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Orot Ha-Teshuva

Uploaded: Thursday, September 04, 2008

By: Rav Ronen Neuwirth

This week, on ' , we have commemorated the Yahrzeit of Rav A.I. Kook, the first Ashkenazi Chief Rabbi of Israel and one of the first and the most significant founders of the Religious Zionist Movement. One of Rav Kooks most important writings is Orot Ha-Teshuva The Light of Repentance. This composition of Rav Kook is innovative in the sense of his unique and profound definition of the concept of .

"Great is Teshuvah, that it preceded the creation of the world." (Midrash T'hillim 90:12). We tend to comprehend Teshuva as repentance, as a tool to correct all of our misdeeds, errors and sins. However, if that were the case, in an ideal world, there is no room for the concept of the since there would not be any sins. If so, why is it that Teshuva preceded the creation of the world according to our sages? Why was there a need for Teshuva prior to the actual existence of sin?
According to Rav Kook, Teshuva is not merely a means to overcome the effects of sin. "Teshuvah preceded the world, therefore it is the foundation of the world" (Orot haTeshuvah 5:6a) When the World was created, in The Beginning, it was created in an eternal form, by an eternal force Hashem. By definition, however, a physical world is a limited world, a world that is bounded in a finite number of dimensions. This gap between the creator and the limited reality caused an inherent deterioration in this World. This deterioration is not related to any sin but rather related to the definition of a physical World.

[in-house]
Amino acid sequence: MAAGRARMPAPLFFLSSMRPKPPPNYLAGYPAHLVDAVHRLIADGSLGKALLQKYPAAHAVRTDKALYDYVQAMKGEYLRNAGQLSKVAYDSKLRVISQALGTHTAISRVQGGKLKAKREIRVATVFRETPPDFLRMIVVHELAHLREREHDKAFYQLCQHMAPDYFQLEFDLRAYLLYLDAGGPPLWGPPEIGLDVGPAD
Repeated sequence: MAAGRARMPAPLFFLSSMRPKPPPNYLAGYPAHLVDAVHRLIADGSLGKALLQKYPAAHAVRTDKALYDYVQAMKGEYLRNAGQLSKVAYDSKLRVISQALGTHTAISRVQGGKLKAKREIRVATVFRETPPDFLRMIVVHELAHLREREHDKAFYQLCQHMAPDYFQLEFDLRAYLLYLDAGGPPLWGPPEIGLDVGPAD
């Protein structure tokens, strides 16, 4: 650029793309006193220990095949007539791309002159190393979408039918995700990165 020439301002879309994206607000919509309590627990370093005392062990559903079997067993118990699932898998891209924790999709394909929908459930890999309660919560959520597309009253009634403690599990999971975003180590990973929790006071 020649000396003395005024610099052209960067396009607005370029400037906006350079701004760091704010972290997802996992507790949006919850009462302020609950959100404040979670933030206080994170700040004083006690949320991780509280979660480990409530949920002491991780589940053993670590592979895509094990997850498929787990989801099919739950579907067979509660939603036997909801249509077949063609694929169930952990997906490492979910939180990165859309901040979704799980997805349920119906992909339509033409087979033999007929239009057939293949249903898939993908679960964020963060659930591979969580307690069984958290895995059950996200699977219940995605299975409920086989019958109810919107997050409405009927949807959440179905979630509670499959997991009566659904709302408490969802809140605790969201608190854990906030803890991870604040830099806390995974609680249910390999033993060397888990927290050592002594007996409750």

From this very first moment of deterioration, a new force started developing the power of Teshuva. In that sense, Teshuva is the inertial force that makes the World go around. Its the force that always moves us forward, and makes us strive, desire and aspire. Because we were once in an eternal position, subconsciously we still strive to restore this previous status and overcome our mortality. Therefore, we always need to be progressing.
Teshuva is all about progress, always. Obviously, one who had sinned must, first of all, restore his/her former level of spirituality, and in that case, Teshuva is indeed repentance. Even, however, one who hypothetically never committed any kind of sin, still needs to do Teshuva, needs to progress. Without being constantly in movement, we deteriorating, by nature. Teshuva is about development, progress and continuous improvement.
This is the goal of the holy month of Elul. We need to desire, to strive to retrieve our passion for (holiness). Encouraging and motivating our willingness to be in never-ending spiritual progress, is the first and most essential element in Teshuva. Rav Kook explains that our desires are also the sources of our abilities. The stronger our desire for something, the more energy we will find in ourselves in order to achieve that thing, and in the words of Rav Kook: The power of the will generates the ability (Orot Hakodesh). The more we believe the more we can achieve.
In Chodesh Elul, we have to clean the dust from our spiritual aspirations. We need to return to a route of progress. This will surely endow us, later on, with the ability to improve our actions.
This innovative concept of Teshuva is also reflected in the Psalm of Elul (Psalm 27) ' . ' ". One thing have I asked of Hashem, that will I seek after. Rab Simcha Bonim of Pshischa explains the redundant words in the verse as follows: My only wish is to have the desire to seek Hashem. When I will internalize this desire, nothing can stop me on the way to the Eternity ' that I may dwell in the house of Hashem all the days of my life.

In the upcoming Days of Awe, we will, hopefully, have the ability to achieve the spiritual experience of dwelling in the House of Hashem. Meanwhile, in order to get there, we need to practice for a month. We need to activate our dormant desires for Hashem I am my beloved's, and my beloved is mine - -

 

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